If you though only women were prone to eating disorders, think again. Today, the rise in male eating disorders is disturbing. In fact, one in every three people with an eating disorder is a male. It occurs for the some of the same reasons female eating disorders occur, but many have the added burden of trying to hide their disorder and avoiding seeking help, since it’s often thought of as primarily a “problem faced by women, not men.”The type of disorders are the same and include binge-eating disorder, anorexia and bulimia. These, especially anorexia, can affect males as young as 8.
Just like their female counterparts, it starts with societies vision of the perfect body image.
You don’t find overweight and flabby men who flaunt sex-appeal and attractiveness in commercials. Check out GI Joe action figures. They’re buff with the perfect V and if they were human, would have no body fat. Little boys look at the images presented by society as the ideal physique and hope to achieve those unattainable results. It’s similar to young girls idealizing the bodies of Barbie dolls, who would have a bust line that’s 39 inches, a waist that’s 18 inches, hips that were 33 inches, a shoe size of three and she’d be 5’9″ in height if you used the same proportions of her body.
Men have another disorder that’s more a male thing.
Men who have eating disorders may also have an unsatisfied need to develop huge muscles. I use the term unsatisfied, because no matter how buff they are, it’s never enough. They may even see themselves as skinny or underweight. This dysfunction is called muscle dysmorphia and is seem often in body builders. It reflects a compulsion to build muscle tissue, spurring the individual to spend hours at the gym bulking up, eating an odd selection of foods specifically to build muscles, spending far too much on supplements and even taking dangerous substances to enhance muscle building, such as steroids.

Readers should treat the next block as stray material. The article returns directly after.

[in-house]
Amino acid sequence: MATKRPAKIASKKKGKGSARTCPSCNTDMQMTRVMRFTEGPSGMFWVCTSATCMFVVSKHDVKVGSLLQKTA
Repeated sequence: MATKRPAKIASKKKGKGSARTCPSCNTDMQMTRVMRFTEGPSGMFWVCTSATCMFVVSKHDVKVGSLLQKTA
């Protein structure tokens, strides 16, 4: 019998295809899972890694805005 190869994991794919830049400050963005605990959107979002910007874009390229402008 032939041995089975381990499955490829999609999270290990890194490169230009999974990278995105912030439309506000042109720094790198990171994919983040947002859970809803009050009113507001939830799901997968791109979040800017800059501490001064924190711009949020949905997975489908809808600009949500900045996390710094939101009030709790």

It’s not just how those with eating disorders view the media hype that causes these problems.
While media hype may put the “perfect” body in front of men, there’s more going on than just blindly following society’s perception of perfection. Many of those suffering from it have other issues, like lower self-esteem and feeling out of control and helpless. Controlling their weight and the way they look may be their way of regaining control of their life. Perfectionism tends to be a trait that these men have in common.
- Eating disorders are linked to depression and other mental issues. While it’s unclear, which came first, the disorder or the depression, one thing is certain, those with eating disorders have a disproportionately higher incidence of anxiety disorder, depression and substance abuse.
- Watch for signs of danger, such as extreme dieting, weight loss and over exercising for those with anorexia and bulimia. Anyone who binges frequently, may be the start of binging. If you notice the obsession with food has affected other areas of life, that man may need the help of a professional.
- People with bulimia don’t necessarily share an issue of perfectionism with anorexics, but rather have a more spontaneous and impulsive nature.
- If you recognize yourself or others in any of the descriptions, seek help. These disorders can damage organs, like the brain, heart and bones. Karen Carpenter, famous for her singing in the 70s and 80s both solo and part of the group, the Carpenter’s, died of heart damage attributed to anorexia at the age of 32.